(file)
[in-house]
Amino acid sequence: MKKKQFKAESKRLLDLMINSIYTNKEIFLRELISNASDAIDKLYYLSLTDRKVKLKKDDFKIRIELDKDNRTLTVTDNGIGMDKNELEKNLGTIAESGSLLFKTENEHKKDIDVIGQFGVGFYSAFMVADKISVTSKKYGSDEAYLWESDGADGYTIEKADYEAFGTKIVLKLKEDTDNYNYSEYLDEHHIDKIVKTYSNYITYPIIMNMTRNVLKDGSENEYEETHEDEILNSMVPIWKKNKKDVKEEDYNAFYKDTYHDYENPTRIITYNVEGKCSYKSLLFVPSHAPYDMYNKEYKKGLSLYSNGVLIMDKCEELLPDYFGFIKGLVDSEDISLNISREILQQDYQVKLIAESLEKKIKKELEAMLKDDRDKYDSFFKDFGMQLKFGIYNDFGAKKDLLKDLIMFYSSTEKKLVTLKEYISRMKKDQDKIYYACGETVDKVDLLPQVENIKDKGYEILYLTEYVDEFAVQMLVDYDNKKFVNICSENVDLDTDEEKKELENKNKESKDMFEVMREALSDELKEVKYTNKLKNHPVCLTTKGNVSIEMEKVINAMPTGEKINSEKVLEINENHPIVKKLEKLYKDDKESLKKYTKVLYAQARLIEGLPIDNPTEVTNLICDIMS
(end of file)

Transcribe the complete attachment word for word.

[in-house]
Amino acid sequence: MKKKQFKAESKRLLDLMINSIYTNKEIFLRELISNASDAIDKLYYLSLTDRKVKLKKDDFKIRIELDKDNRTLTVTDNGIGMDKNELEKNLGTIAESGSLLFKTENEHKKDIDVIGQFGVGFYSAFMVADKISVTSKKYGSDEAYLWESDGADGYTIEKADYEAFGTKIVLKLKEDTDNYNYSEYLDEHHIDKIVKTYSNYITYPIIMNMTRNVLKDGSENEYEETHEDEILNSMVPIWKKNKKDVKEEDYNAFYKDTYHDYENPTRIITYNVEGKCSYKSLLFVPSHAPYDMYNKEYKKGLSLYSNGVLIMDKCEELLPDYFGFIKGLVDSEDISLNISREILQQDYQVKLIAESLEKKIKKELEAMLKDDRDKYDSFFKDFGMQLKFGIYNDFGAKKDLLKDLIMFYSSTEKKLVTLKEYISRMKKDQDKIYYACGETVDKVDLLPQVENIKDKGYEILYLTEYVDEFAVQMLVDYDNKKFVNICSENVDLDTDEEKKELENKNKESKDMFEVMREALSDELKEVKYTNKLKNHPVCLTTKGNVSIEMEKVINAMPTGEKINSEKVLEINENHPIVKKLEKLYKDDKESLKKYTKVLYAQARLIEGLPIDNPTEVTNLICDIMS